Tabs interactions are one of the most common interactions in e-learning. They’re super flexible and come in all shapes, sizes, and designs.
For e-learning designers, tabs make it easy to break down and group related content into smaller, more meaningful sections. Using tabs to reveal each section helps learners remain focused in the moment without jumping out to new slides or scenes.
And for course designers new to e-learning or just getting started with Articulate Storyline 360, tabs interactions are a fantastic way to learn Storyline’s core building blocks: slides, states, layers, and triggers.
We use tabs-style activities all the time to teach Storyline in our workshops, webinars, and tutorials. And tabs interactions are what this week’s challenge is all about!
Challenge of the Week
This week, your challenge is to share a fresh example that demonstrates how tabs interactions can group related content into meaningful sections in e-learning courses.
If you’re just getting started with Storyline, try to focus on the alignment and positioning of slide objects before adding the interactivity with triggers and layers. Work with the shape tools, formatting options, and alignment tools. Don’t worry about making your tabs look good. Instead, focus on Storyline’s workflow of adding states, layers, and triggers.
For those of you with Storyline experience, try working with conditions to make something happen after a specified number of tabs were clicked. Can you reveal a hidden or disabled button after all tabs are visited? Can you make something happen when the timeline of a slide layer reaches a cue point or the end? What can you do with the layer properties options to affect how the tabs interaction functions?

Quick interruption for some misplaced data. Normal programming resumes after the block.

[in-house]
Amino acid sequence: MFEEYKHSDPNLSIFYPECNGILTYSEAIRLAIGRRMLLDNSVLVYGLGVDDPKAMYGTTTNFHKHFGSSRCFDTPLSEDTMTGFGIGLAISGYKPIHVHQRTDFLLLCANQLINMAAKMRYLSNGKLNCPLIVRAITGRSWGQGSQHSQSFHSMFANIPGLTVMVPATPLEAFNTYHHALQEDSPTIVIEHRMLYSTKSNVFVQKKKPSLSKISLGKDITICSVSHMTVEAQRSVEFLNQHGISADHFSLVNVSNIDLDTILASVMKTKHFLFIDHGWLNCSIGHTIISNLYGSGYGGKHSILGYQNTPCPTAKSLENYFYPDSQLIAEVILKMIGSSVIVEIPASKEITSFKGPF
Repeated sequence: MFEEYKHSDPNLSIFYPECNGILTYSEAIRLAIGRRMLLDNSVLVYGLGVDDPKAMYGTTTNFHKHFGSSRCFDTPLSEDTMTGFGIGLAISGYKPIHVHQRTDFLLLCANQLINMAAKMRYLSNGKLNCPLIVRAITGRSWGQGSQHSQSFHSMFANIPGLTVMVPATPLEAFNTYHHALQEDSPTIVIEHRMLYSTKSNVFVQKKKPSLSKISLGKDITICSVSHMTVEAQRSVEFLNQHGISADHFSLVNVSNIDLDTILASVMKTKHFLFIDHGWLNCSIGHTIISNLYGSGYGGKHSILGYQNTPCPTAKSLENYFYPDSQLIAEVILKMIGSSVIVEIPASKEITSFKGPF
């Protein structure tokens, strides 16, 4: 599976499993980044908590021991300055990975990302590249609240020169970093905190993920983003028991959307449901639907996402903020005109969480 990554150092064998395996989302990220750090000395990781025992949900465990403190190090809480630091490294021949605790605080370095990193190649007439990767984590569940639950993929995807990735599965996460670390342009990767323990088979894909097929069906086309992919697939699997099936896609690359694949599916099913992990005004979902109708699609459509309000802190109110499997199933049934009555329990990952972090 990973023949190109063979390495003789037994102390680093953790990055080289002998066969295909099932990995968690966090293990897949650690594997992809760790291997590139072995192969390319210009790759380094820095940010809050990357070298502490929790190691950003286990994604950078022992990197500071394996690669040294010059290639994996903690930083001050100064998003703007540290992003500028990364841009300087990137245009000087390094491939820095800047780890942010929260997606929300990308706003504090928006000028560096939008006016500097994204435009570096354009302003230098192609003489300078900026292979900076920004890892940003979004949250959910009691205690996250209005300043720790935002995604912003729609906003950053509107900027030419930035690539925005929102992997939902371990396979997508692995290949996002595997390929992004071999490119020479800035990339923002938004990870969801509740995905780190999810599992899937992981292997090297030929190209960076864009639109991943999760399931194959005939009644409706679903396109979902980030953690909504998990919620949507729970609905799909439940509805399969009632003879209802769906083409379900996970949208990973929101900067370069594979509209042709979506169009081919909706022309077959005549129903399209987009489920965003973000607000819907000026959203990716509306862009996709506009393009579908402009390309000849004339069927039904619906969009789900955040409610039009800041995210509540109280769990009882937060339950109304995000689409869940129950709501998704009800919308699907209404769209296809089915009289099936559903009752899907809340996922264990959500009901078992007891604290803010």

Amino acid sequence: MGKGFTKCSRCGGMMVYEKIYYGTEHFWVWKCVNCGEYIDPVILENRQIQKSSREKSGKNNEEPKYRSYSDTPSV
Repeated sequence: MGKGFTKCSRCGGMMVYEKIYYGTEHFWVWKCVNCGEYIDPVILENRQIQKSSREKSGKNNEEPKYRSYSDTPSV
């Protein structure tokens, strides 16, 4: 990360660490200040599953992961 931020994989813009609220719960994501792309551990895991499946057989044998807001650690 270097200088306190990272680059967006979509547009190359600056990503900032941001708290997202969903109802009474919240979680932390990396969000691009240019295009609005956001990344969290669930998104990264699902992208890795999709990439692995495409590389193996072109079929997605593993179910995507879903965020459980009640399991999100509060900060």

New Entries Only!
We hosted the first tabs challenge seven years ago. Since then, hundreds of tabs-style examples and downloads have been shared. Because tabs are so common, we’re asking that you only share new examples in this week’s challenge.
Share Your Source Files!
It’s no secret community members love freebies! It’s also no secret that the challenges are one of the most visible ways course designers get their work in front of the community. If you’re up for it, please consider including a download along with your example this week.
Share Your E-Learning Work
- Comments: Use the comments section below to share a link to your published example and blog post.
- Forums: Start your own thread and share a link to your published example..
- Personal blog: If you have a blog, please consider writing about your challenges. We’ll link back to your posts so the great work you’re sharing gets even more exposure.
- Twitter: If you share your demos on LinkedIn or Twitter, try using #ELHChallenge so your tweeps can track your e-learning coolness.
Last Week’s Challenge:
Before you tab through this week’s challenge, check out the fantastic collection of true/false variable examples your fellow challengers shared over the past week:
Wishing you a tabs-tastic week, E-Learning Heroes!
New to the E-Learning Challenges?
The weekly e-learning challenges are ongoing opportunities to learn, share, and build your e-learning portfolios. You can jump into any or all of the previous challenges anytime you want. I’ll update the recap posts to include your demos.